preaching. The main visuals in the beige-colored room included a baptistery sculpture by
Augustus Saint-Gaudens, but carved by Herbert Adams, and the stained glass windows lining
the walls of the sanctuary.
The actual structure of the church as well as its accents were fundamental to Edward
Judsons goals for the churchs memorial function. Judson planned the decorative
baptistery and the stained glass windows to commemorate the lives of Baptist missionaries
and he hoped they would be funded by family members of the missionaries because the church
did not expect a wealthy congregation. The addition of John LaFarges stained glass
windows and Saint-Gaudens was not unusual to a White design. He frequently requested his
friends to join his projects, thus creating a cohesive artistic vision among all aspects
of the completed structure. It is known from Edward Judsons fundraising records that
he intended the windows and marble frieze to fulfill a memorial and financial purpose, and
it can be assumed "the patron, architect and designer(s) worked out a general scheme
of imagery at the start of the project" (Sloan 300-309).
|Funding difficulties affected that scheme and the windows
were installed gradually over a number of years, as money became available to construct
more. Only a few of the windows commemorate Baptist missionaries, according to Edward
Judsons plan, and instead commemorate family members of substantial donors.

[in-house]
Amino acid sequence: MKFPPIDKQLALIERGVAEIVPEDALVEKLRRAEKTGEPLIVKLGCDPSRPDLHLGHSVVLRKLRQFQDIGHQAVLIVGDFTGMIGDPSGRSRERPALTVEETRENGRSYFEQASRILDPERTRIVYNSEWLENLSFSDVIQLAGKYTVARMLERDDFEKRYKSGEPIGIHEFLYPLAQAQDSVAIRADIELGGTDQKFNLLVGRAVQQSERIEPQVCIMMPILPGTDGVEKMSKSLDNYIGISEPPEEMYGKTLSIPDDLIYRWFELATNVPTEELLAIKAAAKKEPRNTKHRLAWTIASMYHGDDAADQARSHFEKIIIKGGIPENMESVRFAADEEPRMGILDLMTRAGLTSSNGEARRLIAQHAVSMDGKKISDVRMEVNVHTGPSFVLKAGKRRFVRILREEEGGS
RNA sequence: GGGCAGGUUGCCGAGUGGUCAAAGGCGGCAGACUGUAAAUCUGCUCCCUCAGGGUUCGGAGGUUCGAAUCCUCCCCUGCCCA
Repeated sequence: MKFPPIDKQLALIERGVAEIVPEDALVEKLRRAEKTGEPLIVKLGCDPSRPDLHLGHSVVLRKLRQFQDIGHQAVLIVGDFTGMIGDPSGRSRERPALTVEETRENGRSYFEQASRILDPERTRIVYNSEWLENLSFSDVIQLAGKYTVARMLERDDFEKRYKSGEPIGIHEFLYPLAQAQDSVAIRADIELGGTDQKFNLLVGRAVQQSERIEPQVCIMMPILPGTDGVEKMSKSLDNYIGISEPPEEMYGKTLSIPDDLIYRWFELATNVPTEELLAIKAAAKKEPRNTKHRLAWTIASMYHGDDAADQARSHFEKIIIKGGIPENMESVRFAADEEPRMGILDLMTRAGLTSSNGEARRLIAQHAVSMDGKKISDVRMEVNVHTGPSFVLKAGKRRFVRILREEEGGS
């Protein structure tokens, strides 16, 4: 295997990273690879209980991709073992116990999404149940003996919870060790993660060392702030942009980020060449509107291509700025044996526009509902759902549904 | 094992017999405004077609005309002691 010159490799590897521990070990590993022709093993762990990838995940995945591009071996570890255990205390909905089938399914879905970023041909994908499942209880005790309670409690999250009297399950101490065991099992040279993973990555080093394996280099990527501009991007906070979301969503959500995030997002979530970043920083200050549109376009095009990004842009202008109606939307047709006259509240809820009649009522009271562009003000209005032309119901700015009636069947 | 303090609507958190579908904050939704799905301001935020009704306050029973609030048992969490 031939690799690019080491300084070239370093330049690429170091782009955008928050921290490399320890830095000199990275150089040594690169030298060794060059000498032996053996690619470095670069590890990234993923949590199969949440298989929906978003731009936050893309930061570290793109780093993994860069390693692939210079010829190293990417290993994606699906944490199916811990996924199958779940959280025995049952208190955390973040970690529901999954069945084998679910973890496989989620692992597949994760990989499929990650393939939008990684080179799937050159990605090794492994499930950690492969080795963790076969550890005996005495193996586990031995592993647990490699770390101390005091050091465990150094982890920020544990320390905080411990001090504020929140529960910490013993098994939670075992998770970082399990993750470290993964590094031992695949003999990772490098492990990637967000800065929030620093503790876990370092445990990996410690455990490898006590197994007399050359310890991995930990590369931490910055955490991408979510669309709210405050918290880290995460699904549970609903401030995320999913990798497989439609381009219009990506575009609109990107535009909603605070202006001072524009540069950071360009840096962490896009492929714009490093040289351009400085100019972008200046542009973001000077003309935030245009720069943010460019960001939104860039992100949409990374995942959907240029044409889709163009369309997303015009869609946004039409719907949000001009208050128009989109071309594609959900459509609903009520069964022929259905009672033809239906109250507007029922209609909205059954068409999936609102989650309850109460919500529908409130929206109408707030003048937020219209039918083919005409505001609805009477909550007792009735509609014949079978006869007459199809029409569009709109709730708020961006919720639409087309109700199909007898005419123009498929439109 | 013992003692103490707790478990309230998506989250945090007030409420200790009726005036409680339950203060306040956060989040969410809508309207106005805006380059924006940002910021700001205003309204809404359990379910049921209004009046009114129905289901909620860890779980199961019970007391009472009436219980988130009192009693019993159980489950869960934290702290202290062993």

Judsons final window was laid in place in 1912, two years after LaFarges
death. It had been completed by his assistant.
LaFarges window of the Infant Samuel was completed in 1894 to
memorialize David Malcolm Kinmouth, Jr. who donated a childrens retreat home to
Berean Baptist Church. The east wall window is 14 feet, 6 inches by 4 feet, 6 inches.
Judsons Mission Continues
Although Edward Judsons dream of "a splendid
edifice where the classes and the masses could find common
ground" (Users Guide) was not fully realized, Judson Memorial Church has
maintained its social conscience. The churchs programming well into the twentieth
century focused on health and educational assistance to the urban poor. The importance of
experimentation has not diminished among church members in its many years of history.
Judson gained recognition in the mid-1960s when avant garde artists began
utilizing the arts in both worship and organization around social issues. Currently,
Judson Church members participate in community-based art and focus on economic issues
facing the city and the world.
While established as a Baptist church, today Judson is
affiliated with the American Baptist Churches and the United Church of Christ. However,
Judson members describe their "distinctly non-creedal community" that enforces
no particular theology and "respects the individuals search for truth"
(Users Guide). With a congregation numbering approximately two hundred, all Church
members are well-aquatinted. Many have continued a part of Judson Memorial Church for
decades, remaining longer than a single address.
WWW Link: The Judson Memorial Church Page
NewYork | Judson Main | History | Architecture | Windows | Bibliography